The extraordinary growth that we have seen in the crypto and digital asset sector throughout this year has brought with it much attention from across media platforms, not all of which has been positive.
With the industry in the spotlight, our global community has a welcome opportunity to communicate the nuances of the crypto-energy consumption debate, as well as the broader social utility of digital assets. For our report, Digital Assets: Laying ESG Foundations,we asked the members of Global Digital Finance to contribute their insight and research to help deepen the wider understanding of the role of digital assets in building sustainable financial systems.
We were privileged to include the Cambridge Centre for Alternative Finance’s observations on Bitcoin’s carbon footprint. Michel Rauchs and Alexander Neumueller call for those on both sides of the debate to raise the level of public discourse: neither the argument that Bitcoin is a climate disaster, nor that it has no environmental impact, holds up well in the face of the available data.
“A radical thought experiment suggests that, in a hypothetical worst case, Bitcoin could produce as much as 158 million metric tons of carbon dioxide this year, or roughly 0.48% of the world’s total emissions in 2019 (assuming an annualized consumption of 100 TWh),” say Rauchs and Neumueller, adding that actual figures will be much lower when the renewable energy in use is accounted for. “While this is by no means a small feat, it is still far away from the climate disaster that opponents often paint.”
Their data shows that the seasonal migration between hydro-rich Sichuan during the monsoon season and coal-rich Xinjiang during the dry season materially affected the energy profile of Bitcoin mining in China. With China’s recent crack down on crypto mining, the impact on the overall carbon footprint will be smaller, but this nevertheless demonstrates that the incentive to decarbonise is economic.
The debate is hindered by a lack of clear data. BitMEX and Coinbase both call the community to collaborate as an industry to share data needed to understand the full extent of the damage caused to the environment, and to address the impact accordingly, while ensuring this is not done at the expense of decentralization.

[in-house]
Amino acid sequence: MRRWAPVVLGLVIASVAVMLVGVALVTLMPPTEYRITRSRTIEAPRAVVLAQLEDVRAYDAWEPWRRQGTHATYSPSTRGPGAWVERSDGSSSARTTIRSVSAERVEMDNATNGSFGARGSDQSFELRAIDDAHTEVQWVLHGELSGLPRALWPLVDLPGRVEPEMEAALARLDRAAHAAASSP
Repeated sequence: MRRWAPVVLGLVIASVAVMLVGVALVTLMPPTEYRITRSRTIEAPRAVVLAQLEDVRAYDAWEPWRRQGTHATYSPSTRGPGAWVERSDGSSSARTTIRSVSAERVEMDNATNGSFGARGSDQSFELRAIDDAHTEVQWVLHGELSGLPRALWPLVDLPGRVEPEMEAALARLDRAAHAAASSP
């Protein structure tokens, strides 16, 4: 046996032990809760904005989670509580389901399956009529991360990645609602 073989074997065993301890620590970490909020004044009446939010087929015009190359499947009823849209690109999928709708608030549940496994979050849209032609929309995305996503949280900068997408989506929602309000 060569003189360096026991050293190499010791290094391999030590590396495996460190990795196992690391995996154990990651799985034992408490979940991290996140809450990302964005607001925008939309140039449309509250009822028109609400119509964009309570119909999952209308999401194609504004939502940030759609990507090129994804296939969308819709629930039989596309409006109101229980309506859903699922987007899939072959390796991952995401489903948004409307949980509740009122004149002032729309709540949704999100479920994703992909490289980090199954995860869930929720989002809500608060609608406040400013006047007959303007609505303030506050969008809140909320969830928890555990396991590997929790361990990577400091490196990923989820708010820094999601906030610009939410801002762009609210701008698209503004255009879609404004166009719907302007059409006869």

We must assess digital assets just as we have judged legacy industries: by taking the social utility of the product into account while deciding how we address the environmental impact. As presented by R3, DLA Piper, and Clifford Chance,distributed ledger technology and tokenization provide solutions to the challenges currently found in green and impact-linked bonds. As with many parts of the financial system, KPI-linked bonds suffer from a lack of automation and traceability. Tokenization provides a more stringent way to support the monitoring, reporting, and verification aspects of climate-related projects.
“Funding a sustainable future will require a Herculean effort,” says R3 co-founder and Chief Product Officer, Todd McDonald. Tokenization can be used to finance small and medium-sized enterprises (SMEs) in emerging markets by providing the missing infrastructure and enabling accessible, liquid markets. Non-fungible tokens (NFTs) are leveraged to make ‘unbankable’ conservation projects bankable through art.
Digital Key to Sustainability
In this increasingly digital world, the overwhelming message from our community is that digital holds the key to sustainable finance. Z/Yen summarized industry frustrations with anti-crypoasset narratives in their article, Don ́t Throw The Digital Baby Out With The Climate Bathwater, in which they call for industry leaders and policy makers to not hinder cryptoasset trading activity at the expense of mandatory innovation in financial markets.
Crypto may not be the climate disaster painted by many headlines, but the current environmental emergency suggests not being part of the problem is not enough – we must strive to be part of the solution.
The GDF ESG reportaccurately reflects a community that is dedicated to improvements: improvements to public discourse, self-improvement concerning the industry’s carbon footprint, and improvements to legacy systems that are necessary for achieving the Sustainable Development Goals (SDGs).
What Can We Do Better?
Whether calling for the industry to share data on mining, help bank the unbanked, give access to funding in emerging markets, finance “unbankable” biodiversity projects, or Maker’s move to ensure all Dai’s collateral comprises sustainable and climate-aligned assets, it is clear that this is a community driven in its efforts to supporting sustainable finance.
To turn this drive into further action, GDF will convene a community summit to discuss the what and how of delivering net zero in a digital finance context. The roundtable event will convene participants from across the crypto and digital assets market to gain perspectives on each part of the value chain in the context of net zero and the broader sustainability agenda, as well as insights on scopes 1, 2, and 3 emissions, science-based targets and transition pathways, as they relate to this sector.
We would like your input on this and invite you to have a voice in the discussion on how to mobilise the industry and to turn awareness into action.